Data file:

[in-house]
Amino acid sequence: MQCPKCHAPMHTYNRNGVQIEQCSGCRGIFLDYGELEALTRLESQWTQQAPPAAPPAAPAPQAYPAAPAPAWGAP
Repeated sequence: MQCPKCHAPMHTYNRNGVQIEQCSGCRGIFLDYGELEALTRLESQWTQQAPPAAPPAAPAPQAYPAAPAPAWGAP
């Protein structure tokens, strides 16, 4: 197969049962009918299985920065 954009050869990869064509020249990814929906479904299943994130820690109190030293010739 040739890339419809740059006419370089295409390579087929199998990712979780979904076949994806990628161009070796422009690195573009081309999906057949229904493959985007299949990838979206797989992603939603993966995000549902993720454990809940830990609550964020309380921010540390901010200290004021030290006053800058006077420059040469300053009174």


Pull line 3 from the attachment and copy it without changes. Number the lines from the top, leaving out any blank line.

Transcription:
Repeated sequence: MQCPKCHAPMHTYNRNGVQIEQCSGCRGIFLDYGELEALTRLESQWTQQAPPAAPPAAPAPQAYPAAPAPAWGAP